As part of the first all-Black expedition to summit Mount Everest, Eddie Taylor hopes to inspire more people of color to get outside and chase their own personal summits.

By Cree Lawrence


Centaurus High School chemistry teacher and track coach Eddie Taylor was among the first group of Black climbers to summit Mount Everest—an amazing feat—but one of his favorite parts of the experience was spending time at base camp and getting to know the Himalayan Sherpas who facilitated the climb.

“That was one of the highlights,” says Taylor of the trek, completed in June. “It was awesome being immersed in a completely different culture than mine.”

Centaurus High School teacher and track coach Eddie Taylor was part of the Full Circle Everest Expedition, a group that summited Mount Everest this summer. [Photo by James Lucas]

Taylor is part of the Full Circle Everest Expedition, a group founded to showcase Black climbers’ tenacity and strength as well as the barriers that keep Black communities from accessing outdoor sports and recreation opportunities. With their historic summit of Mount Everest, Full Circle members hope to inspire the next generation of outdoor enthusiasts and mountaineers of color “to continue chasing their personal summits,” according to Full Circle’s website.

Visualizing yourself doing something is challenging when you don’t see other people who look like you doing it, Taylor says. His goal is to make outdoor adventures and climbing more accessible and approachable to everyone, no matter their age, race, background or socioeconomic status.

“Being outside and being an example or a model for other folks goes a long way,” he says, adding that he hopes “we’ll see more people of color out climbing or skiing or spending more time outdoors and that it is a safe space for people to be and recreate.”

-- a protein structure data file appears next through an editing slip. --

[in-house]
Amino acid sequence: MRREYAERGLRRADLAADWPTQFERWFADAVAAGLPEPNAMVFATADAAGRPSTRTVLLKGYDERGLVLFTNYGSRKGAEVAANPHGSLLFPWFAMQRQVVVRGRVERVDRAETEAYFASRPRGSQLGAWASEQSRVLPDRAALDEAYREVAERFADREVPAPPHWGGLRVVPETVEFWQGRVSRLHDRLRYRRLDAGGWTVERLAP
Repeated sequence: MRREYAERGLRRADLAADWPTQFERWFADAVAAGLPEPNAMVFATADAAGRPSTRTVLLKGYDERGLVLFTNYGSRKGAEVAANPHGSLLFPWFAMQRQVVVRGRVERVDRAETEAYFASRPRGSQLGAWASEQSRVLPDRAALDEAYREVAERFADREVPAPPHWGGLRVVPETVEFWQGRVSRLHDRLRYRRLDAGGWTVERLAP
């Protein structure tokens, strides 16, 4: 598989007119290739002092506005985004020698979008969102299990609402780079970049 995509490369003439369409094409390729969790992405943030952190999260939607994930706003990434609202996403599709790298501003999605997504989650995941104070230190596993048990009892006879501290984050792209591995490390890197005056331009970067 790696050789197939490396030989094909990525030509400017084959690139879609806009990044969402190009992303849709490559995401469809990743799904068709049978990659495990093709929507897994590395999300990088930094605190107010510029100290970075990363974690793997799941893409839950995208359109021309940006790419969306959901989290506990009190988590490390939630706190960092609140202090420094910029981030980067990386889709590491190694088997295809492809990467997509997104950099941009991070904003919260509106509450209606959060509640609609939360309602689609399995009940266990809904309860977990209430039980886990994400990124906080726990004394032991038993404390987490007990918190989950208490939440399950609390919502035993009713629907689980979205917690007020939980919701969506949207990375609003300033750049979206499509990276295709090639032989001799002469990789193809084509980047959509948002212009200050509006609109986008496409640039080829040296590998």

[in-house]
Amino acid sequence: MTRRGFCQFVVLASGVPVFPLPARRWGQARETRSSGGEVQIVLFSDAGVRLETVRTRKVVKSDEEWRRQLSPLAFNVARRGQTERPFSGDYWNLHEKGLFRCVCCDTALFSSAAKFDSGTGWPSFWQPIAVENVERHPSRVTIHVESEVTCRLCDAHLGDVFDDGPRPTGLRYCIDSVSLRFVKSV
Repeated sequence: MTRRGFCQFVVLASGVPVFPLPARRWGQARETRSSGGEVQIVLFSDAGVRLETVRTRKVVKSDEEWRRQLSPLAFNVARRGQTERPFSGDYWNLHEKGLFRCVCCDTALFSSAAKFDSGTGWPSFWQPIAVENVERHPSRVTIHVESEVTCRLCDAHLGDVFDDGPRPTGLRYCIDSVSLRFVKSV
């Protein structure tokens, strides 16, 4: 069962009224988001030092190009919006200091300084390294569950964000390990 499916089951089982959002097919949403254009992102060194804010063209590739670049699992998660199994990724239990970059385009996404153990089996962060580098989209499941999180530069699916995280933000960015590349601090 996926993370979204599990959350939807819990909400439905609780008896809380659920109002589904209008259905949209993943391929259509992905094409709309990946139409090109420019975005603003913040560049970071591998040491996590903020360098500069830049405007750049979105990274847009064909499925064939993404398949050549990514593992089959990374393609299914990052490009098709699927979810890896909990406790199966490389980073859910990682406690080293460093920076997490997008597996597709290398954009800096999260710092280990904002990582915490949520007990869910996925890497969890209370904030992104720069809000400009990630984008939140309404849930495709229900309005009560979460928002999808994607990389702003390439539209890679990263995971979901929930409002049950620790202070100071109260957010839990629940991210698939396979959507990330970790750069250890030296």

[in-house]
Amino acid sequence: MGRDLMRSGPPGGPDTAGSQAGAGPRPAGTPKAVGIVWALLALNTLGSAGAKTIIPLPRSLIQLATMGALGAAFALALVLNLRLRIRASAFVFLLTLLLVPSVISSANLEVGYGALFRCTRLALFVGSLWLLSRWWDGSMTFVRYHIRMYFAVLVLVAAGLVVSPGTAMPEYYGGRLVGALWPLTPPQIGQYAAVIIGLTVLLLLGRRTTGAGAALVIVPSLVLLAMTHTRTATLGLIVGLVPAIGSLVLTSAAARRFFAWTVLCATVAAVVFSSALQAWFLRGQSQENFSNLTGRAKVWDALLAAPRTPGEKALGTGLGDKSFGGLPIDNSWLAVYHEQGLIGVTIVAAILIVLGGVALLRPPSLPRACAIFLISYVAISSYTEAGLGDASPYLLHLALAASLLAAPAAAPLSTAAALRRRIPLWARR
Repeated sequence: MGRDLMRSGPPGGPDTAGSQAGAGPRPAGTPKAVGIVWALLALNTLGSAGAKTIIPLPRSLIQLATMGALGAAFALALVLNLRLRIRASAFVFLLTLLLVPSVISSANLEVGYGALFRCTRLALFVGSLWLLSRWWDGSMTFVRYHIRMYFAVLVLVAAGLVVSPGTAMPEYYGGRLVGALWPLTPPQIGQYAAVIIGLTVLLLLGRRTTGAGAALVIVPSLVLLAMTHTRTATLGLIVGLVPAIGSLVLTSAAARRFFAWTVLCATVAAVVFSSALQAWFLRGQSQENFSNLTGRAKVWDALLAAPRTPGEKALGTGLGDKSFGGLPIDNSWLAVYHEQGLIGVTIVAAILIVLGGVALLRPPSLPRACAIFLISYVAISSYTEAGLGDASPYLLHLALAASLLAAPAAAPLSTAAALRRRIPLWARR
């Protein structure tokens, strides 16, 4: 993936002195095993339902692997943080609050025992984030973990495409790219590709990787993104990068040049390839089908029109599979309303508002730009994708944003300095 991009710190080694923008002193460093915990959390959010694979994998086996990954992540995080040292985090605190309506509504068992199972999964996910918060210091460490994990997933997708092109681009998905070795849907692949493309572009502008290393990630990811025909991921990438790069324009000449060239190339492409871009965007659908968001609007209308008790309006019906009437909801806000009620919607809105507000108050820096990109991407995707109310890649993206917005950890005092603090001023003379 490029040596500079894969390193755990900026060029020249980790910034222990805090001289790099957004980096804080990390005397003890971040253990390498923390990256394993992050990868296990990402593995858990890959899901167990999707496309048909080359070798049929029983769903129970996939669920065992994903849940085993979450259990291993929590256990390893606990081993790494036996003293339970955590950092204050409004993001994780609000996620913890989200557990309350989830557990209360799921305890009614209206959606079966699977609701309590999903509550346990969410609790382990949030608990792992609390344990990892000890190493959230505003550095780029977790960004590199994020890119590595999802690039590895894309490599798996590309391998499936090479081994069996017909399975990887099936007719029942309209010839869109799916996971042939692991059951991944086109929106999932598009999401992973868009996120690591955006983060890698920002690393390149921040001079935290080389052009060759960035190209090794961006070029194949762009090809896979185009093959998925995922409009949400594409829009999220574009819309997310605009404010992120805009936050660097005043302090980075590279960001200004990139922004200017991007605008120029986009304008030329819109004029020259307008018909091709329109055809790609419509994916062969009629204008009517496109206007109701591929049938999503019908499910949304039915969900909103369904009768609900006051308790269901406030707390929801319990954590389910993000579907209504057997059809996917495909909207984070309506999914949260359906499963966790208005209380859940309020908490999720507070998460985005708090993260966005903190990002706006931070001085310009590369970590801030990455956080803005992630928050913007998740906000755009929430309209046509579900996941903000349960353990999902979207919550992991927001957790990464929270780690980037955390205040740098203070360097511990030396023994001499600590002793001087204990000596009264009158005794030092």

Taylor grew up in many places but went to high school in Minnesota. His love and appreciation for the outdoors was sparked at a young age as he explored hiking trails, sports and national parks in the different places where he lived.

As a walk-on to the University of Colorado’s track team, he learned how to train and push himself harder than he ever had before.

Taylor’s experience on the track team gave him the dedication and tools he would later need to persevere in his training for the Everest expedition. “I learned how to show up even when I wasn’t feeling it,” he says.

He discovered climbing after he graduated and especially appreciates the constant reminder that he must be mindful to keep himself safe and calm. “When you’re climbing, you can’t think about anything other than climbing,” he says.

He also enjoys the opportunity climbing gives him to experience new places, such as Nepal.

The Full Circle crew started their summit push with a trek through the Khumbu Icefall using ladders and fixed ropes. “Although we tried to move quickly, something about walking across two ladders tied together with what looks like rope from a hardware store makes you slow down and question your life decisions,” Taylor wrote on Instagram on June 21, 2022. [Photo by Evan Green]

The hardest part of the entire journey was all the prep work it took to be ready for such a long journey, but he’s quick to add, “The summit push is definitely not a walk in the park.”

The weather was unseasonably warm during the team’s climb, making their descent through the Khumbu Icefall—a steep, notoriously dangerous 10-mile-long river of melting glacier ice—“pretty scary.”

The trek took two months. Some days involved hiking; other days required setting up camp or preparing for a long stretch the next day. Spending so much time at that high altitude was exhausting, but the end goal kept Taylor determined and focused.

“I hope to show people that they do not have limits,” he says.

Follow Taylor on Instagram at @alldayeddie and learn more about Full Circle Everest Expedition at


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